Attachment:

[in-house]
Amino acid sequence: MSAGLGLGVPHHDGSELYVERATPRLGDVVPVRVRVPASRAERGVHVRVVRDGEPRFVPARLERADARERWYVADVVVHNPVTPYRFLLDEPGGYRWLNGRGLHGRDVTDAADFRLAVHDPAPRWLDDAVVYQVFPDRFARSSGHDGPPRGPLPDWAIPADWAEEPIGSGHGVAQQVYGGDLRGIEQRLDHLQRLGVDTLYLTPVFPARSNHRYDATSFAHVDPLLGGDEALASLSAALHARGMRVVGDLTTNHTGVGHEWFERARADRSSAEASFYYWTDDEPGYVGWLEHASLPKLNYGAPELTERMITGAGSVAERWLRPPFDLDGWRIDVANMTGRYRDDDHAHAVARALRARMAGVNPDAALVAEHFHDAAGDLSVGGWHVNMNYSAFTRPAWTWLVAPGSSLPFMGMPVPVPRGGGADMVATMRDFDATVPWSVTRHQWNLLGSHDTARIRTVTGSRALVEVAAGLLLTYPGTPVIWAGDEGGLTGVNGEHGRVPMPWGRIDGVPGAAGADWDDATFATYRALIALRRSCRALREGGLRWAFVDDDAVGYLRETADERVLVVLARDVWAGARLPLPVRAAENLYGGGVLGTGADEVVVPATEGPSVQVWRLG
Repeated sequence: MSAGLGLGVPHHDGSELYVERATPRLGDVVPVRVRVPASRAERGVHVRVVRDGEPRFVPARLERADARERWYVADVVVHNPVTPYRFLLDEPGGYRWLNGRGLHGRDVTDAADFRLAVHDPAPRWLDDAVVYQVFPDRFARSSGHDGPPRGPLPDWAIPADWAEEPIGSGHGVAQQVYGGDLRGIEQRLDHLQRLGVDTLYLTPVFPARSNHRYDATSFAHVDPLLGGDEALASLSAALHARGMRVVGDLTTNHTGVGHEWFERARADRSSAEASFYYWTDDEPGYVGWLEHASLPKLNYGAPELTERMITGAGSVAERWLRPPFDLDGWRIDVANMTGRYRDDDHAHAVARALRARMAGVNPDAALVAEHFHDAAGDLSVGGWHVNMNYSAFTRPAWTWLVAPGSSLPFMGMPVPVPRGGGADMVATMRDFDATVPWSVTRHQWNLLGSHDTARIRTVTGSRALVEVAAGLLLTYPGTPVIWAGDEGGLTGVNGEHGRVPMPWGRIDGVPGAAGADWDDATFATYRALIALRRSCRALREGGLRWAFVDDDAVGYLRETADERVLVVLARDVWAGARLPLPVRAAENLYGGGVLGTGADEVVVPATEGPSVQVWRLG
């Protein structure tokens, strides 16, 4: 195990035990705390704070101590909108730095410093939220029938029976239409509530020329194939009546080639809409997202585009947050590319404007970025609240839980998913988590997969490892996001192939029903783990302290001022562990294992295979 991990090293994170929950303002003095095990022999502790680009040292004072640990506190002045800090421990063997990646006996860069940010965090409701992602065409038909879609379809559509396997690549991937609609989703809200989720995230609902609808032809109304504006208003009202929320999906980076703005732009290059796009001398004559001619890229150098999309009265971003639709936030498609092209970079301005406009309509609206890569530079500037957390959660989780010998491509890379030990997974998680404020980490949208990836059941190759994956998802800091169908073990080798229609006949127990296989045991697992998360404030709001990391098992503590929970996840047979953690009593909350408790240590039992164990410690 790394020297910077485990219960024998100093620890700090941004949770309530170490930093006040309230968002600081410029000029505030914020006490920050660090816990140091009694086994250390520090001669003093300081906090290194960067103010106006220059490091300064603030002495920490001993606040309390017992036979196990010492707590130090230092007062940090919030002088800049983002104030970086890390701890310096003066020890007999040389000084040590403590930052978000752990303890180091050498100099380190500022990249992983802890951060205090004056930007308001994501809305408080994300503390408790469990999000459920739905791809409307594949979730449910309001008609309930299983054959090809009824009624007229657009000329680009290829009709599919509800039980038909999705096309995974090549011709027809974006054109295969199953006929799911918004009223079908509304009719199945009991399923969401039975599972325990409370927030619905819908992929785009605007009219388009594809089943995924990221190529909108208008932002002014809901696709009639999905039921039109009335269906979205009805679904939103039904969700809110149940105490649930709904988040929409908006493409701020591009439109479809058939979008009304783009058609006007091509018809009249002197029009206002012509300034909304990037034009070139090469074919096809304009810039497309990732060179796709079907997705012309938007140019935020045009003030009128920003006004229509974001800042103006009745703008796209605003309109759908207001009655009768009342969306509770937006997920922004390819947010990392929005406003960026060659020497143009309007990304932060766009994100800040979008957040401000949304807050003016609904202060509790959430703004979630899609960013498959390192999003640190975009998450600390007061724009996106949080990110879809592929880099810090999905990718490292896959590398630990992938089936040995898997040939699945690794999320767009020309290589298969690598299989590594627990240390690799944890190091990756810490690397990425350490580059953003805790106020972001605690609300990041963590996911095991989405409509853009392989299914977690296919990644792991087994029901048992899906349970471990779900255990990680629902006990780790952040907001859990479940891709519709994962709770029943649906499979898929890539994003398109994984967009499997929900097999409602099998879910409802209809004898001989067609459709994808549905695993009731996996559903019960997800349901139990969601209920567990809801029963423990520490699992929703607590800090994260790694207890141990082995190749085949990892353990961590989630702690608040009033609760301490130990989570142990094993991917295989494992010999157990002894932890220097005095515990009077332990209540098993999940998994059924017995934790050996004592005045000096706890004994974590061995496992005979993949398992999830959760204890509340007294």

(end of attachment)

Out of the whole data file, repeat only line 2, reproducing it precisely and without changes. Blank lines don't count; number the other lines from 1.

Amino acid sequence: MSAGLGLGVPHHDGSELYVERATPRLGDVVPVRVRVPASRAERGVHVRVVRDGEPRFVPARLERADARERWYVADVVVHNPVTPYRFLLDEPGGYRWLNGRGLHGRDVTDAADFRLAVHDPAPRWLDDAVVYQVFPDRFARSSGHDGPPRGPLPDWAIPADWAEEPIGSGHGVAQQVYGGDLRGIEQRLDHLQRLGVDTLYLTPVFPARSNHRYDATSFAHVDPLLGGDEALASLSAALHARGMRVVGDLTTNHTGVGHEWFERARADRSSAEASFYYWTDDEPGYVGWLEHASLPKLNYGAPELTERMITGAGSVAERWLRPPFDLDGWRIDVANMTGRYRDDDHAHAVARALRARMAGVNPDAALVAEHFHDAAGDLSVGGWHVNMNYSAFTRPAWTWLVAPGSSLPFMGMPVPVPRGGGADMVATMRDFDATVPWSVTRHQWNLLGSHDTARIRTVTGSRALVEVAAGLLLTYPGTPVIWAGDEGGLTGVNGEHGRVPMPWGRIDGVPGAAGADWDDATFATYRALIALRRSCRALREGGLRWAFVDDDAVGYLRETADERVLVVLARDVWAGARLPLPVRAAENLYGGGVLGTGADEVVVPATEGPSVQVWRLG